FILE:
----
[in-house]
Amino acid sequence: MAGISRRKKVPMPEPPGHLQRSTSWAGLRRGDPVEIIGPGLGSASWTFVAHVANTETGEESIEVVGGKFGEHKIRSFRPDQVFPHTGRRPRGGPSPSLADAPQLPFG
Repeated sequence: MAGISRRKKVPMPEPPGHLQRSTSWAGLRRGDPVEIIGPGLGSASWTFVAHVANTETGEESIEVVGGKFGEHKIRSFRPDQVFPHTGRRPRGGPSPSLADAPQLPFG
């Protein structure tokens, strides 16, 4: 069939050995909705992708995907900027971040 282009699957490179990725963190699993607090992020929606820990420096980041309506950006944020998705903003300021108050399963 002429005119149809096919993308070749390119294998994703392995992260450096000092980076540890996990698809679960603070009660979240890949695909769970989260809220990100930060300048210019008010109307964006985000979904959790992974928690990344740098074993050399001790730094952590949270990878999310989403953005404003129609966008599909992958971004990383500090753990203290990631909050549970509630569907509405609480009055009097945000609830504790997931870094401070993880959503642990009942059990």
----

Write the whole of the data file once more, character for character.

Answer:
[in-house]
Amino acid sequence: MAGISRRKKVPMPEPPGHLQRSTSWAGLRRGDPVEIIGPGLGSASWTFVAHVANTETGEESIEVVGGKFGEHKIRSFRPDQVFPHTGRRPRGGPSPSLADAPQLPFG
Repeated sequence: MAGISRRKKVPMPEPPGHLQRSTSWAGLRRGDPVEIIGPGLGSASWTFVAHVANTETGEESIEVVGGKFGEHKIRSFRPDQVFPHTGRRPRGGPSPSLADAPQLPFG
């Protein structure tokens, strides 16, 4: 069939050995909705992708995907900027971040 282009699957490179990725963190699993607090992020929606820990420096980041309506950006944020998705903003300021108050399963 002429005119149809096919993308070749390119294998994703392995992260450096000092980076540890996990698809679960603070009660979240890949695909769970989260809220990100930060300048210019008010109307964006985000979904959790992974928690990344740098074993050399001790730094952590949270990878999310989403953005404003129609966008599909992958971004990383500090753990203290990631909050549970509630569907509405609480009055009097945000609830504790997931870094401070993880959503642990009942059990």